The feeling of fellowship and comradery that resonates throughout the members of the talented Chicago Theater community was delightfully on display Tuesday evening at the Pride Arts Center. Selected nominees from the 44th Annual Non-Equity Jeff Awards brought their ferocious vocal prowess out to play one more time, just a few weeks before the actual ceremony crowns official winners in each category. Checking their egos at the door and performing in their everyday street clothes, over a dozen of Chicago’s finest demonstrated precisely what they do best. Getting the formalities out of the way, this year the Jeff Awards has a total of 127 nominations in 26 separate categories representing productions that opened between April 1, 2016, and March 31, 2017. Recognizing excellence in non-union Chicago theatre, the evening’s mix was filled with performers who have lit up stages and storefront theaters throughout the Windy City. But this night was not about categories and competition, it was about celebration through song. Pride Arts Center hosted the evening for the first, and hopefully not the last, time. This inaugural night featured music direction from Robert Ollis, a nominee himself for his work on Pride Films & Plays Priscilla: Queen of the Desert, who tickled the ivories for all of the evening’s entertainers. Speaking of Priscilla, the event’s hostess was the formidable Honey West, also a nominee for her role as “Bernadette” in that same production. Quick with a clever one-liner, West was joined by her co-stars and fellow nominees, Luke Meierdiercks and Jordan Phelps, for a medley of Hot Stuff, True Colors and MacArthur Park, all from the Pride Films and Plays hit.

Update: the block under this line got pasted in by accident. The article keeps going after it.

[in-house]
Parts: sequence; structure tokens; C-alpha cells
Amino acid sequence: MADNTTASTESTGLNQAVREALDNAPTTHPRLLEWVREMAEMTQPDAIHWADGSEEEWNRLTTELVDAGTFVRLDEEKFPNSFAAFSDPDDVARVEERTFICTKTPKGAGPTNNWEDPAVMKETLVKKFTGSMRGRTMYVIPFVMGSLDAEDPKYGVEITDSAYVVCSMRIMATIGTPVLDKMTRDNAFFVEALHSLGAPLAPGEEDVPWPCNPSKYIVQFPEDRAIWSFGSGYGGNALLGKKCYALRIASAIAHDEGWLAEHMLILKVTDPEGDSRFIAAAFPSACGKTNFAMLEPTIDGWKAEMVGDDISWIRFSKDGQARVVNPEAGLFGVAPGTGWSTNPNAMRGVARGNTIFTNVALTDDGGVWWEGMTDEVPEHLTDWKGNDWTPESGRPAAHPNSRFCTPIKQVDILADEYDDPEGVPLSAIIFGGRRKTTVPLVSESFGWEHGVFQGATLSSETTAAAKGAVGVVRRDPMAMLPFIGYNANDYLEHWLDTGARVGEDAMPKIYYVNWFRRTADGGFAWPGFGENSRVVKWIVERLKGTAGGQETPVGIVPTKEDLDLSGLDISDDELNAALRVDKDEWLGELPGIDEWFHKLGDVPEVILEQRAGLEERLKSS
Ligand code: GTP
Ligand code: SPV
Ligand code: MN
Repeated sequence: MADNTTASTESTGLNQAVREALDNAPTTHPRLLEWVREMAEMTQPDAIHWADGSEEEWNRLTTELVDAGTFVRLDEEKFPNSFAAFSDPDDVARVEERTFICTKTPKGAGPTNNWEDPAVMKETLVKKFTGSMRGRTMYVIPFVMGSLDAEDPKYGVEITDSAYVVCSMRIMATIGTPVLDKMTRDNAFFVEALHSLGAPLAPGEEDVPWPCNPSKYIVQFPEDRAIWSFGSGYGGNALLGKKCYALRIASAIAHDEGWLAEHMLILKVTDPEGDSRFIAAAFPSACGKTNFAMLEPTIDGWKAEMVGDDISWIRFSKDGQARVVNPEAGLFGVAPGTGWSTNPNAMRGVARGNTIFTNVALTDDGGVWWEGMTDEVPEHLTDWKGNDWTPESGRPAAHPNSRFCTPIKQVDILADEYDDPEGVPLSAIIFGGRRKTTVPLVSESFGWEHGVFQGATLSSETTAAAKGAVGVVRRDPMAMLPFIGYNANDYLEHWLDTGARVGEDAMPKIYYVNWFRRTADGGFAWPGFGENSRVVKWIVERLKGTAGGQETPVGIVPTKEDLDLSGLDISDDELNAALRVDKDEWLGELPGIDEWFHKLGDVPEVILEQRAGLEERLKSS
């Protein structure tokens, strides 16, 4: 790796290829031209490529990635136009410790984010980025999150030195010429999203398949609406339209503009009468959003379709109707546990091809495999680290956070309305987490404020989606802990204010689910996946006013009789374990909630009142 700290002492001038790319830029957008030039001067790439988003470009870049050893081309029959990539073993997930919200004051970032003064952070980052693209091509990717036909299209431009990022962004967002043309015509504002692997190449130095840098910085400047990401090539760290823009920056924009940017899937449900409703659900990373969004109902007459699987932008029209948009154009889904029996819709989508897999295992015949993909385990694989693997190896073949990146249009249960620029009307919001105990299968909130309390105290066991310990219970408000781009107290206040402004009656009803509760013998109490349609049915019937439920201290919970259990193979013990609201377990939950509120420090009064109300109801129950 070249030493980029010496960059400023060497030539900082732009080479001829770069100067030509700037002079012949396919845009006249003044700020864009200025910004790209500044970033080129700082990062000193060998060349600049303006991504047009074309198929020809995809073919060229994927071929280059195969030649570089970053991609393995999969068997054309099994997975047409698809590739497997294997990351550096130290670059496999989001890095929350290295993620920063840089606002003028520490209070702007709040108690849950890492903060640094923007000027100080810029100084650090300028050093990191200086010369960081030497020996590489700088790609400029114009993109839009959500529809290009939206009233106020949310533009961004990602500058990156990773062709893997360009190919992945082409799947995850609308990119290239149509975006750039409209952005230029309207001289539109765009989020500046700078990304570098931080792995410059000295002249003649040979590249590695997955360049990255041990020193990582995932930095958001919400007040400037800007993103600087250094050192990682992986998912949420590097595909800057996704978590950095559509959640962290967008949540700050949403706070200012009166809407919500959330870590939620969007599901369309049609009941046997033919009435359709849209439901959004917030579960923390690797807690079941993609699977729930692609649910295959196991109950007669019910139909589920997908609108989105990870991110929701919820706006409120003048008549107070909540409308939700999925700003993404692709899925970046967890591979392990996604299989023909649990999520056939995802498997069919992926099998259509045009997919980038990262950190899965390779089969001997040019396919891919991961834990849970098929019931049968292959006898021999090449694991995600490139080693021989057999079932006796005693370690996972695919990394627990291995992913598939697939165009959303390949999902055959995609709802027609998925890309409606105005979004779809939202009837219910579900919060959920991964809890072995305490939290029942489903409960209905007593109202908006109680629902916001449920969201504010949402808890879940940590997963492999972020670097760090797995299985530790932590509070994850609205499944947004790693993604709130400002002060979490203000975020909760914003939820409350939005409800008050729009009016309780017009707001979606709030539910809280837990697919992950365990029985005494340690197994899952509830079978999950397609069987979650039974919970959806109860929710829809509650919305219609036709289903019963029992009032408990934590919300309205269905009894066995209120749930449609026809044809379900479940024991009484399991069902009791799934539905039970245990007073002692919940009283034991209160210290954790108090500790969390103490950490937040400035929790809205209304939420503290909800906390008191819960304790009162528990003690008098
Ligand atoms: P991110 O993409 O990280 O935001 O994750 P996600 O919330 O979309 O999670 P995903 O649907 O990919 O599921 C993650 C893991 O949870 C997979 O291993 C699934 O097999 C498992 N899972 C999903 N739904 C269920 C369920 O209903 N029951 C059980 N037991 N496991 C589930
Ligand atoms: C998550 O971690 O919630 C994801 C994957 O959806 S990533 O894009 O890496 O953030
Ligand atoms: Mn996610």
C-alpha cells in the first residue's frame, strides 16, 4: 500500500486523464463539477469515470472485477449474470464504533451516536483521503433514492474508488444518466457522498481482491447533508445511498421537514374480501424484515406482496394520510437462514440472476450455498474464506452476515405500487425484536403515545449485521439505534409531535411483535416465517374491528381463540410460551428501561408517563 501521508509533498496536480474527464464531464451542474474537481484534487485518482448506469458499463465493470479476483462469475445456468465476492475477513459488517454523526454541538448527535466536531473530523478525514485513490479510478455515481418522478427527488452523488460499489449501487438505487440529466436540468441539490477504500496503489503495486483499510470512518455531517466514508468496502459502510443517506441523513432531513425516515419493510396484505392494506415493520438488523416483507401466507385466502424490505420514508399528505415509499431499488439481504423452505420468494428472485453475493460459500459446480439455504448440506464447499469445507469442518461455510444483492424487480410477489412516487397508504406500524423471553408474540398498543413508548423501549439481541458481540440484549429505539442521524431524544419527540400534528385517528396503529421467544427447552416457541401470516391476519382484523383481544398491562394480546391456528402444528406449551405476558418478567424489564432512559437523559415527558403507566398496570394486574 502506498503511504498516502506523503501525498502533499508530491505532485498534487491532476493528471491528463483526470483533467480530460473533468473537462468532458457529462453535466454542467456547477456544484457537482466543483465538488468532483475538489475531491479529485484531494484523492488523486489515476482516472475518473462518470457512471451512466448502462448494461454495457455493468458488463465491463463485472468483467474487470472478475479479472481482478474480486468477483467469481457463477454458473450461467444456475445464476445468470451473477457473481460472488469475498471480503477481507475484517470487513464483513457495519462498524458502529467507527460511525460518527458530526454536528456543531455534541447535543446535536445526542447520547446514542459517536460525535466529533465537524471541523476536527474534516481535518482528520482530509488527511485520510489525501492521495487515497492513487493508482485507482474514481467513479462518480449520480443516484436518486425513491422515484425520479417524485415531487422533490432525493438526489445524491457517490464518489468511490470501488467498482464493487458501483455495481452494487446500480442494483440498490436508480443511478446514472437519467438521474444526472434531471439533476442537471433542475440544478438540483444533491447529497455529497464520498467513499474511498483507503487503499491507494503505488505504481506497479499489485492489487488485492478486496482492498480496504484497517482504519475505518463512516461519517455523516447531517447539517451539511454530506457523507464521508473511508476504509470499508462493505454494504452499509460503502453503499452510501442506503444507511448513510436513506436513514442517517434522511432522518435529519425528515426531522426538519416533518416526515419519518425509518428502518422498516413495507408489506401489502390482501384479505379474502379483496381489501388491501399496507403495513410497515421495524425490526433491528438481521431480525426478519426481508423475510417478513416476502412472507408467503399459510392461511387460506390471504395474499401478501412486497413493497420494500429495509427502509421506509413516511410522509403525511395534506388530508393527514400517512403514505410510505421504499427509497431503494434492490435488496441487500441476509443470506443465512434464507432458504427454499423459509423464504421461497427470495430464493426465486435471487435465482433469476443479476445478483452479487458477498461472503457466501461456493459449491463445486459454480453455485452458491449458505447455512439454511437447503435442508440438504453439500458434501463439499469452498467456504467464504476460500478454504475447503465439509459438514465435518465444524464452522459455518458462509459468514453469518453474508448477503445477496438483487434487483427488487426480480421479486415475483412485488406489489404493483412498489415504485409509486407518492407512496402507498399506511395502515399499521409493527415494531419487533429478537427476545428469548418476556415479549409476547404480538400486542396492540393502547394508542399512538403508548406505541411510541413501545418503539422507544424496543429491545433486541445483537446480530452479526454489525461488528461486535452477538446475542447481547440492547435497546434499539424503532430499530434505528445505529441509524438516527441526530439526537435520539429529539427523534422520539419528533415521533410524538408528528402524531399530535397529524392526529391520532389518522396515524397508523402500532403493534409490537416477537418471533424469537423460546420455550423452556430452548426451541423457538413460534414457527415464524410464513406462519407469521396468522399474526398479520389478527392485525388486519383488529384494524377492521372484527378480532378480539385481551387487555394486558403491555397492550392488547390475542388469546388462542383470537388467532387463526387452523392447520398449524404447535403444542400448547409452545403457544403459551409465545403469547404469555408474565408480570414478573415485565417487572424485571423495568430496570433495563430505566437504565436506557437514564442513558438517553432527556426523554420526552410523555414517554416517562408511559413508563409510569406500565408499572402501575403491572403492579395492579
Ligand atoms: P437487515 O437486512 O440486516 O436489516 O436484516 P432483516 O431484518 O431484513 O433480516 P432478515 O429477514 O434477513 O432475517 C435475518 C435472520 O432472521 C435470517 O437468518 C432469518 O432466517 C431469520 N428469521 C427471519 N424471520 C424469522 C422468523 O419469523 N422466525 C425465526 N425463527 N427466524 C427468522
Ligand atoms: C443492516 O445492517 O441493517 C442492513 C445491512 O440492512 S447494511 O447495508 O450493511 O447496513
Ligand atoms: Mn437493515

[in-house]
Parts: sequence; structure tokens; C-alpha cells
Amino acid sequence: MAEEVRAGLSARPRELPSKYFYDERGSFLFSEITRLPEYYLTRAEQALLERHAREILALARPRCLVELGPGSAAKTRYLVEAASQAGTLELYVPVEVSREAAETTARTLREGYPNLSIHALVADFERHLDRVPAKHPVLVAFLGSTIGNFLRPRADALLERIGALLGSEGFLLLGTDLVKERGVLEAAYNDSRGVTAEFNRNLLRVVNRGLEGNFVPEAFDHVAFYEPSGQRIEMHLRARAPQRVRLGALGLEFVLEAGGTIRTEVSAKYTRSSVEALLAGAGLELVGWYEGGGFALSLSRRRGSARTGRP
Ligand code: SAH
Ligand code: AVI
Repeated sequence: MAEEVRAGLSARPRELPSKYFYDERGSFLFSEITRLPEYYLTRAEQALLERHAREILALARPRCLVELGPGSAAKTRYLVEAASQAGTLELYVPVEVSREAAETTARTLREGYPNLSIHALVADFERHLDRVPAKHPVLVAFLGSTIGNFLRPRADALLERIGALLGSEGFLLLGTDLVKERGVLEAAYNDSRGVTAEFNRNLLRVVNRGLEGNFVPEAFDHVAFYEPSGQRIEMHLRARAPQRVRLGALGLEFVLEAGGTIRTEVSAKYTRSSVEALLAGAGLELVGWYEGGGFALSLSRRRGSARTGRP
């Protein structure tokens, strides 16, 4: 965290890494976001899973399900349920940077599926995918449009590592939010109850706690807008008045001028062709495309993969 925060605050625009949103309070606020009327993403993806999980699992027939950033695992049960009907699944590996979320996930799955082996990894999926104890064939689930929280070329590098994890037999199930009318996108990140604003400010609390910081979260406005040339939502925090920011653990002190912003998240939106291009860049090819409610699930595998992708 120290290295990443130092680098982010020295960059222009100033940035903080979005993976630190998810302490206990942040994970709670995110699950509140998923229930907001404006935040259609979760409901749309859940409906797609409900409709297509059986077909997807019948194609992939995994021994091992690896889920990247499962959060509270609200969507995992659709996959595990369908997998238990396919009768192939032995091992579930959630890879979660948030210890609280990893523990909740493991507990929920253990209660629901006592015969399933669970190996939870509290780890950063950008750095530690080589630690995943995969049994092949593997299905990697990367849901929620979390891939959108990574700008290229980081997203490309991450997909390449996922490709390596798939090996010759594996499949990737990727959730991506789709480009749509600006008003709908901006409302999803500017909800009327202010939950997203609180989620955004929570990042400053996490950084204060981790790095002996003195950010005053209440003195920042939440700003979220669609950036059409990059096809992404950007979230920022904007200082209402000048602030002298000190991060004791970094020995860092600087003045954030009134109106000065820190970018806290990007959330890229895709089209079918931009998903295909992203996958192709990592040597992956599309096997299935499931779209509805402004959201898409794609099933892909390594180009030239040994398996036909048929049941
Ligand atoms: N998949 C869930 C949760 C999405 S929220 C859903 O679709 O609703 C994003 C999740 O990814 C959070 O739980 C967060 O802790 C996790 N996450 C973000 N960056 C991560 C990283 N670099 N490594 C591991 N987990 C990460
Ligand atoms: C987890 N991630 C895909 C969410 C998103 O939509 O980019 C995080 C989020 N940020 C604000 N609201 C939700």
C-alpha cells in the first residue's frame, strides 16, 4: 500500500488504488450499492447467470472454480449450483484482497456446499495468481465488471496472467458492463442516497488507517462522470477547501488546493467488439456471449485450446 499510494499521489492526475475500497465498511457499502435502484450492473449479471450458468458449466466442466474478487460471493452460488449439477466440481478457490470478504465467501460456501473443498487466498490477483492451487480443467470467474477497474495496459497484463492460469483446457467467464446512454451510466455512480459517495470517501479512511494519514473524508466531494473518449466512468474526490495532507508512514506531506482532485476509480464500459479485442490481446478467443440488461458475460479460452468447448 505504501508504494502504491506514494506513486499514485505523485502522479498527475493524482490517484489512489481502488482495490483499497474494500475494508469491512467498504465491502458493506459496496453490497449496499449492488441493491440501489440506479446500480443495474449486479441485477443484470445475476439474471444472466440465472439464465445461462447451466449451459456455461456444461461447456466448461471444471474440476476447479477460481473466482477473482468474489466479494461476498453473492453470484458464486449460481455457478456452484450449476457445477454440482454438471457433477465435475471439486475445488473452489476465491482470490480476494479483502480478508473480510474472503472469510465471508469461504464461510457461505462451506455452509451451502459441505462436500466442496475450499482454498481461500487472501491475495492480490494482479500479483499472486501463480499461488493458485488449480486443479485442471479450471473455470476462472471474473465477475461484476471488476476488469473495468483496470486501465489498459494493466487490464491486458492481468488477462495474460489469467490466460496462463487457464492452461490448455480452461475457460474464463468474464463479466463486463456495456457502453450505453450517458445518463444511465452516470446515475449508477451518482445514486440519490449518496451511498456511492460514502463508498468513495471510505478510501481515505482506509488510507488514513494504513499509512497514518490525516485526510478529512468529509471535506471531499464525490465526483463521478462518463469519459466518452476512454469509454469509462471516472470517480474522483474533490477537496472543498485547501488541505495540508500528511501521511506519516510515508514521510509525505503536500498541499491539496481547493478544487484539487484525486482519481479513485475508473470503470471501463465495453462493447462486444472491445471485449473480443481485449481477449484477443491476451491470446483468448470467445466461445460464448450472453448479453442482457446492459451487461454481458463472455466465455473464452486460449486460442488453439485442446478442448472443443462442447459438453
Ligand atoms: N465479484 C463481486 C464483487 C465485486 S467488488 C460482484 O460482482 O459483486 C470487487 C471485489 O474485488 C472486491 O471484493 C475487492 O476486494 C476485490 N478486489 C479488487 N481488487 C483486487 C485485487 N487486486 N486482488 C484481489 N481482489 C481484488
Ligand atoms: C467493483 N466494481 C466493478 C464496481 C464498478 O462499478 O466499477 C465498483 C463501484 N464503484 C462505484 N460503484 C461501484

Taking the stage next, and traveling from the Australian Outback to upper crust society in Europe, Stephanie Stockstill and Jenifer Tyler regaled with selections from their twice extended production, Northanger Abbey from Lifeline Theatre. Sweet Indelicate Complexities and A Woman’s Reputation were just as charming here as they were last summer on the Roger’s Park stage. Just up the street from Lifeline Theatre is the Theo Ubique Cabaret, and up next to perform selections from the Anthony Newley-Leslie Bricusse Songbook, Best Actor in a Revue nominees Graham Thomas Heacock, blowing away the audience with his soulful This Dream and Averis Anderson’s subtle charmer, Feeling Good. Not to be outdone, Royen Kent crooned Lady Dynamite from Best New Musical nominee Haymarket: The Anarchists’ Song from Underscore Theatre Company.
Introducing the next two contenders, Jon Martinez, a nominee himself for his choreography from Priscilla: Queen of the Desert, although this night he was playing proud director of the outrageous antics that were Tonya and Nancy: The Rock Opera, also from Underscore Theatre Company. Queen of Comedy for the night, Veronica Garza, performed her one woman duet, playing mothers to both Olympic hopefuls, Nancy Kerrigan and Tonya Harding. This Is It, left the audience completely in stitches. Teasing her stage-daughter, “Tonya” with a “good luck following that” bow, Amanda Horvath once again laced up her metaphorical skates, took to the mic to belt Watch Your Back, a cautionary tale from trashy Tonya to the ever-present media. These two did their show, Tonya and Nancy: The Rock Opera, extremely proud. If Veronica was the evening’s Queen of Comedy, the Court Jester was certainly Refuge Theatre Project’s Nick Druzbanski, slaying his one man Turn the World Off, tour de force performance from High Fidelity: The Musical. Never has a hooded sweatshirt been such a giggle inducing prop. Rounding out the first act, double nominee, Henry McGinnis, first performing Look At the Sky from Boho Theatre’s production of Urinetown. Chicago had best enjoy these performances from McGinnis before the inevitable New York Broadway stage claims him for their own.